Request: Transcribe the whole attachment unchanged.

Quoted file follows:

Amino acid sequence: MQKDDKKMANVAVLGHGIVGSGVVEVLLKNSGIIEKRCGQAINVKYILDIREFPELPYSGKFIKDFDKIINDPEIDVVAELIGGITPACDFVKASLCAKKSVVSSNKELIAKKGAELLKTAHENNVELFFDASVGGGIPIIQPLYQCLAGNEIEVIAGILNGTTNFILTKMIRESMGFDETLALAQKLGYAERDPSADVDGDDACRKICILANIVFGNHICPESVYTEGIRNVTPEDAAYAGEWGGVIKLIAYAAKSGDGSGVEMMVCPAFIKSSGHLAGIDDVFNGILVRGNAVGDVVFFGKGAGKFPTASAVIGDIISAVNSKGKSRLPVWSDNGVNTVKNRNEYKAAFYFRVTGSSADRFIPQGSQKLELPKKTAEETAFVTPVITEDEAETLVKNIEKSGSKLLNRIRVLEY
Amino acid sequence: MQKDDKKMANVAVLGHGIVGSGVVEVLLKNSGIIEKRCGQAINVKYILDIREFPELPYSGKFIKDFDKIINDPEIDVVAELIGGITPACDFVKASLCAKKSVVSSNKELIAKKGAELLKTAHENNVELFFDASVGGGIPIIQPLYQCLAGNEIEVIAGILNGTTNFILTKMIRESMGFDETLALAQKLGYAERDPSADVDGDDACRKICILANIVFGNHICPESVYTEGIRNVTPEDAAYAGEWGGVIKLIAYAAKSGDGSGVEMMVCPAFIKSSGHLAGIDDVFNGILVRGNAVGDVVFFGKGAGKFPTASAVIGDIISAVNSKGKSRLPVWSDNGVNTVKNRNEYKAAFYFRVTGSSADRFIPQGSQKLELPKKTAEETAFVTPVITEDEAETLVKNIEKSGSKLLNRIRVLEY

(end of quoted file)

Amino acid sequence: MQKDDKKMANVAVLGHGIVGSGVVEVLLKNSGIIEKRCGQAINVKYILDIREFPELPYSGKFIKDFDKIINDPEIDVVAELIGGITPACDFVKASLCAKKSVVSSNKELIAKKGAELLKTAHENNVELFFDASVGGGIPIIQPLYQCLAGNEIEVIAGILNGTTNFILTKMIRESMGFDETLALAQKLGYAERDPSADVDGDDACRKICILANIVFGNHICPESVYTEGIRNVTPEDAAYAGEWGGVIKLIAYAAKSGDGSGVEMMVCPAFIKSSGHLAGIDDVFNGILVRGNAVGDVVFFGKGAGKFPTASAVIGDIISAVNSKGKSRLPVWSDNGVNTVKNRNEYKAAFYFRVTGSSADRFIPQGSQKLELPKKTAEETAFVTPVITEDEAETLVKNIEKSGSKLLNRIRVLEY
Amino acid sequence: MQKDDKKMANVAVLGHGIVGSGVVEVLLKNSGIIEKRCGQAINVKYILDIREFPELPYSGKFIKDFDKIINDPEIDVVAELIGGITPACDFVKASLCAKKSVVSSNKELIAKKGAELLKTAHENNVELFFDASVGGGIPIIQPLYQCLAGNEIEVIAGILNGTTNFILTKMIRESMGFDETLALAQKLGYAERDPSADVDGDDACRKICILANIVFGNHICPESVYTEGIRNVTPEDAAYAGEWGGVIKLIAYAAKSGDGSGVEMMVCPAFIKSSGHLAGIDDVFNGILVRGNAVGDVVFFGKGAGKFPTASAVIGDIISAVNSKGKSRLPVWSDNGVNTVKNRNEYKAAFYFRVTGSSADRFIPQGSQKLELPKKTAEETAFVTPVITEDEAETLVKNIEKSGSKLLNRIRVLEY